The gum base composition may contain elastomer solvents to aid in softening the rubber component. Such elastomer solvents may comprise methyl, glycerol or pentaerythritol esters of rosins or modified rosins, such as hydrogenated, dimerized or polymerized rosins or mixtures thereof. Examples of elastomer solvents suitable for use herein include the pentaerythritol ester of partially hydrogenated wood rosin, pentaerythritol ester of wood rosin, glycerol ester of wood rosin, glycerol ester of partially dimerized rosin, glycerol ester of polymerized rosin, glycerol ester of tall oil rosin, glycerol ester of wood rosin and partially hydrogenated wood rosin and partially hydrogenated methyl ester of rosin, such as polymers of alpha-pinene or beta-pinene; terpene resins including polyterpene and mixtures thereof. The solvent may be employed in an amount ranging from about 10% to about 75% and preferable about 45% to about 70% by weight to the gum base.

A variety of traditional ingredients such as plasticizers or softeners such as lanolin, stearic acid, sodium stearate, potassium stearate, glyceryl triacetate, glycerine and the like for example, natural waxes, petroleum waxes, such as polyurethene waxes, paraffin waxes and microcrystalline waxes may also be incorporated into the gum base to obtain a variety of desirable textures and consistency properties. These individual additional materials are generally employed in amounts of up to about 30% by weight and preferably in amounts of from about 3% to about 20% by weight of the final gum base composition.

The chewing gum composition may additionally include the conventional additives of flavoring agents, coloring agents such as titanium dioxide; emulsifiers such as lecithin and glyceryl monostearate; and additional fillers such as aluminum hydroxide, alumina, aluminum silicates, calcium carbonate, and talc and combinations thereof. These fillers may also be used in the gum base in various amounts. Preferably the amount of fillers when used will vary from about 4% to about 30% by weight of the final chewing gum.

In the instance where auxiliary sweeteners are utilized, the present invention contemplates the inclusion of those sweeteners well known in the art, including both natural and artificial sweeteners. Thus, additional sweeteners may be chosen from the following non-limiting list:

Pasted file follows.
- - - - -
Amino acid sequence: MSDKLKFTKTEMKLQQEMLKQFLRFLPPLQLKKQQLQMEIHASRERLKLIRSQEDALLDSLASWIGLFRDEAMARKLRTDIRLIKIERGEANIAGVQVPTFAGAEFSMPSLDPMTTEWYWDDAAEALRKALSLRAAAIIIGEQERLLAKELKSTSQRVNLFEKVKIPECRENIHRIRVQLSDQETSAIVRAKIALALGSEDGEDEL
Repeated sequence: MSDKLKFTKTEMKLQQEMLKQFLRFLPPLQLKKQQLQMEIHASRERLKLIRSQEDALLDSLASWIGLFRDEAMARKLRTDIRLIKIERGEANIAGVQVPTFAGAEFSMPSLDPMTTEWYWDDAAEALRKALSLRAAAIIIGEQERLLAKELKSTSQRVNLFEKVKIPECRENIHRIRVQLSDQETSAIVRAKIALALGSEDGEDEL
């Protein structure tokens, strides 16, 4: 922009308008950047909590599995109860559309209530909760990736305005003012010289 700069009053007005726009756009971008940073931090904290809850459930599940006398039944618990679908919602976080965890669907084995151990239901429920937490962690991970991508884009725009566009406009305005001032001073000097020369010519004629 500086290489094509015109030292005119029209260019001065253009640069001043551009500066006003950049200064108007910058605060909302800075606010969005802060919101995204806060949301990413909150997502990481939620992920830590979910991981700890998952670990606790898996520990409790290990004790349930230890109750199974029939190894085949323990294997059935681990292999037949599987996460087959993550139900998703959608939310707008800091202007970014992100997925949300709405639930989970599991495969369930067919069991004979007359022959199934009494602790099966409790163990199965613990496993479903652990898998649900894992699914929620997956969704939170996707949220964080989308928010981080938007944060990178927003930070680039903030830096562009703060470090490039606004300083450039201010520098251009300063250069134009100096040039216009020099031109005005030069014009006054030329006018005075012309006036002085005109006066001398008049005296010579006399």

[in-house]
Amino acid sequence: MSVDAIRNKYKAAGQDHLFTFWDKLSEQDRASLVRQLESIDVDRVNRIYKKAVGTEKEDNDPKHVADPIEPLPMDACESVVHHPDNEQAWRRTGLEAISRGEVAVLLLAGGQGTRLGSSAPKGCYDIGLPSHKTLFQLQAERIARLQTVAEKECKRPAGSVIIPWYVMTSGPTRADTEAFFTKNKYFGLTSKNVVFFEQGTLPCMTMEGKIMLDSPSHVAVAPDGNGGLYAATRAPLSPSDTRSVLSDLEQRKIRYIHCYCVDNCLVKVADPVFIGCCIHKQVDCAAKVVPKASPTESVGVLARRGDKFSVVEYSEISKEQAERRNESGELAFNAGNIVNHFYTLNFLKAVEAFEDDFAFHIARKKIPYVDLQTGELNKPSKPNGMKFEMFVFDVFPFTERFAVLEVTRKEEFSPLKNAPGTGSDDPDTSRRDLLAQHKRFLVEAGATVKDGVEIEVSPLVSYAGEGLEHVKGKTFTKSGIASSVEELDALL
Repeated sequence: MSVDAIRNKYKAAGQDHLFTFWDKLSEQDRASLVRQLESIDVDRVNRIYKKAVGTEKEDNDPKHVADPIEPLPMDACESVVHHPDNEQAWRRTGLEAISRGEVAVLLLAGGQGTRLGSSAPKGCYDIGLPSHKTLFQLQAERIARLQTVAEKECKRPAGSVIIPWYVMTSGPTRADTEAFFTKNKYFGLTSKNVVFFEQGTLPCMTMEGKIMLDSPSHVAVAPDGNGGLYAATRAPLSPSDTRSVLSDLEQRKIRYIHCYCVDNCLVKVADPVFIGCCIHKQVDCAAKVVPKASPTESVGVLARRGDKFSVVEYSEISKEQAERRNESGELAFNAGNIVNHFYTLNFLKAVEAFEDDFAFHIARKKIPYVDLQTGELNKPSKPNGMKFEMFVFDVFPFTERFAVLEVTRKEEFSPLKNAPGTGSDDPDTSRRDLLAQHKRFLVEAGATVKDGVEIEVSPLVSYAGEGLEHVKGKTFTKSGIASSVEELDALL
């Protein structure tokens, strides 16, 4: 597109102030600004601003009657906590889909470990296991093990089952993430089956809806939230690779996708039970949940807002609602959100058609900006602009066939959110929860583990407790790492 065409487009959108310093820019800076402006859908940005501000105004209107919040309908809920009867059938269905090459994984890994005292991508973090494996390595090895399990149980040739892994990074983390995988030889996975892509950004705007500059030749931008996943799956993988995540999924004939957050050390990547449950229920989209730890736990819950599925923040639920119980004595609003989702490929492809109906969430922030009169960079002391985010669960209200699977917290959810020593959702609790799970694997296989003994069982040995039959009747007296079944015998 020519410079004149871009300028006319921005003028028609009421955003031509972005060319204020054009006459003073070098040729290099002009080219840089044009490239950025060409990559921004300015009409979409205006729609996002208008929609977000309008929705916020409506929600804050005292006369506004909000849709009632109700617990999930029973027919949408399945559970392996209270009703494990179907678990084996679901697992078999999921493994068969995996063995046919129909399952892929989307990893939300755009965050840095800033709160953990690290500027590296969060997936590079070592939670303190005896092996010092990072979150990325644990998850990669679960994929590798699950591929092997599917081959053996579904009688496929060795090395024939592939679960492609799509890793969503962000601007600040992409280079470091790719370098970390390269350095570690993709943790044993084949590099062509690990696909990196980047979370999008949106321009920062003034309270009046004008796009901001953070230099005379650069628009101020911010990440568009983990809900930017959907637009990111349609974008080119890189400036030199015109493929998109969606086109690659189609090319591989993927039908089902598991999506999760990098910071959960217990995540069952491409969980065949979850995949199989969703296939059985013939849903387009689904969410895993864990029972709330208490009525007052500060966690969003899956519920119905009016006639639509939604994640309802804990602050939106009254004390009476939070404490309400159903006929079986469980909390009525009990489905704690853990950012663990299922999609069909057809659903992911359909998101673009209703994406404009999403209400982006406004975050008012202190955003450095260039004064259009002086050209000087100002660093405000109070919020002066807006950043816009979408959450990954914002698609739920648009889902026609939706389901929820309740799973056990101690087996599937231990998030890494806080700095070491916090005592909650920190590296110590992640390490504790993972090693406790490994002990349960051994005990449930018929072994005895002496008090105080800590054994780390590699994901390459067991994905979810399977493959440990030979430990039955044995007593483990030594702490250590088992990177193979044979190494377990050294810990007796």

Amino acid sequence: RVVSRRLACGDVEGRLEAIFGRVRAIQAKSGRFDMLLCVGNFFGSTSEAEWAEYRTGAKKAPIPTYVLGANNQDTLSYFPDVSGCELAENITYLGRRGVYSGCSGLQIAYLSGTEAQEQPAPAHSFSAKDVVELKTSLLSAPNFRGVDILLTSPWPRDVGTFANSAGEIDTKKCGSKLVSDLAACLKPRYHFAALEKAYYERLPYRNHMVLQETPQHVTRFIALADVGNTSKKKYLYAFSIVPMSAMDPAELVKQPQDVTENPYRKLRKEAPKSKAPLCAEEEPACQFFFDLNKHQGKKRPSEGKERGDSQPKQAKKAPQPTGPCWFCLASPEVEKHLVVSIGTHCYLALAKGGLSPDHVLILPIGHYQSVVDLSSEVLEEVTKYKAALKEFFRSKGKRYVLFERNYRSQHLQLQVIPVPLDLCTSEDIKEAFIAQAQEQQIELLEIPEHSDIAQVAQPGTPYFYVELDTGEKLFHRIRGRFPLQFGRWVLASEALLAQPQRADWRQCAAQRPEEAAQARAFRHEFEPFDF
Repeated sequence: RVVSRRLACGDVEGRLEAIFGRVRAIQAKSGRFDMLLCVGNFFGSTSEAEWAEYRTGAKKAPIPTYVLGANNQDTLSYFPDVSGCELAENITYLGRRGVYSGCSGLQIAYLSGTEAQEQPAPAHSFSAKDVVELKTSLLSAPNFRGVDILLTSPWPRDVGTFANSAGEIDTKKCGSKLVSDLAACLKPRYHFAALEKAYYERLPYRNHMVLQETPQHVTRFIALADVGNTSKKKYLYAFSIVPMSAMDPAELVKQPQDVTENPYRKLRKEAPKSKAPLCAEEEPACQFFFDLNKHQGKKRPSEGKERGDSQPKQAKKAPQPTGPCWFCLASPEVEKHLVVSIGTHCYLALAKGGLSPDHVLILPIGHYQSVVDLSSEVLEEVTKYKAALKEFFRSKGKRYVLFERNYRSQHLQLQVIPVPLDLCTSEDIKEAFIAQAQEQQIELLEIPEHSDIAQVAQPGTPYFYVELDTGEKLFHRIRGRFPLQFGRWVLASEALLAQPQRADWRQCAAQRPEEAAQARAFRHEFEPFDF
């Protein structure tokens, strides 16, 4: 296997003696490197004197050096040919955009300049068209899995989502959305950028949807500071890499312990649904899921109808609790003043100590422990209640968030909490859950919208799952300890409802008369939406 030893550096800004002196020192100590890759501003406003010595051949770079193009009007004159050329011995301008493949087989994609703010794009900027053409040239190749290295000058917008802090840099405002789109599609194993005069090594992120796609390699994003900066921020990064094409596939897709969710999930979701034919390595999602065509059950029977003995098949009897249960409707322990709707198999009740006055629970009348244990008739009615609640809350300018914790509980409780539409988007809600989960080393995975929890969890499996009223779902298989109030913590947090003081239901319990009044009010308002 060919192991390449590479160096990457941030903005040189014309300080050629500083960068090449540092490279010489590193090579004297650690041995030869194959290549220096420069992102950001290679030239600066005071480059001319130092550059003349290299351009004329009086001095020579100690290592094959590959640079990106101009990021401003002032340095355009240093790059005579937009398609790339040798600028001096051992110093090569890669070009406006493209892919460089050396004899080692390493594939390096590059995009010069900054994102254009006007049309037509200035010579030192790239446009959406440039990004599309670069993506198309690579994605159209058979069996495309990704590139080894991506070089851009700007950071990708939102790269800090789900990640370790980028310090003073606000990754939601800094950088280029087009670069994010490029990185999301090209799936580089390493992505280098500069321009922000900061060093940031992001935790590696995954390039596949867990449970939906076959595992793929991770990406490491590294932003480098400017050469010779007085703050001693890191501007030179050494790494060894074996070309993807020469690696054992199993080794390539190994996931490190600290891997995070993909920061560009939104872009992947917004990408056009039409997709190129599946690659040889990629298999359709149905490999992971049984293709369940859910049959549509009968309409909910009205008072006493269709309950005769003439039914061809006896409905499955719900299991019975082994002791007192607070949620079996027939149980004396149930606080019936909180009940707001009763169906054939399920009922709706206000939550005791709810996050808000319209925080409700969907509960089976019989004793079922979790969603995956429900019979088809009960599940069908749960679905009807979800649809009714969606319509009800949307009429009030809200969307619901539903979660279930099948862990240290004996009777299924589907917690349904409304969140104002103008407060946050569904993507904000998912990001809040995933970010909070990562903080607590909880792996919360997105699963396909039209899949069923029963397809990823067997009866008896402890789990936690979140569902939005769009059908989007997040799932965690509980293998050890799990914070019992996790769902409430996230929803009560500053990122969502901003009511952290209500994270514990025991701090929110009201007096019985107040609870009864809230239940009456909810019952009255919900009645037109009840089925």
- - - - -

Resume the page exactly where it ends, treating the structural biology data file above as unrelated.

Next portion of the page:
A. Water-soluble sweetening agents such as monosaccharides, disaccharides and polysaccharides such as xylose, ribose, glucose, mannose, galactose, fructose, dextrose, sucrose, sugar, maltose, partially hydrolyzed starch, or corn syrup solids and sugar alcohols such as sorbitol, xylitol, mannitol and mixtures thereof.

B. Water-soluble artificial sweeteners such as the soluble saccharin salts, i.e., sodium, or calcium saccharin salts, cyclamate salts, acesulfam-K and the like, and the free acid form of saccharin.

C. Dipeptide based sweeteners such as L-aspartyl-phenylalanine methyl ester and materials described in U.S. Pat. No. 3,492,131 and the like.

In general, the amount of sweetener will vary with the desired amount of sweeteners selected for a particular chewing gum. This amount will normally be 0.001% to about 90% by weight when using an easily extractable sweetener. The water-soluble sweeteners described in category A above, are preferably used in amounts of about 25% to about 75% by weight, and most preferably from about 50% to about 65% by weight of the final chewing gum composition. In contrast, the artificial sweeteners described in categories B and C are used in amounts of about 0.005% to about 5.0% and most preferably about 0.05% to about 2.5% by weight of the final chewing gum composition. These amounts are ordinarily necessary to achieve a desired level of sweetness independent from the flavor level achieved from flavor oils. While water may be added independently with dry sweeteners, it will generally be added as part of a corn syrup or corn syrup mixture.

Suitable flavorings include both natural and artificial flavors, and mints such as peppermint, menthol, artificial vanilla, cinnamon, various fruit flavors, both individual and mixed, and the like are contemplated. The flavorings are generally utilized in amounts that will vary depending upon the individual flavor, and may, for example, range in amounts of about 0.5% to about 3% by weight of the final composition weight.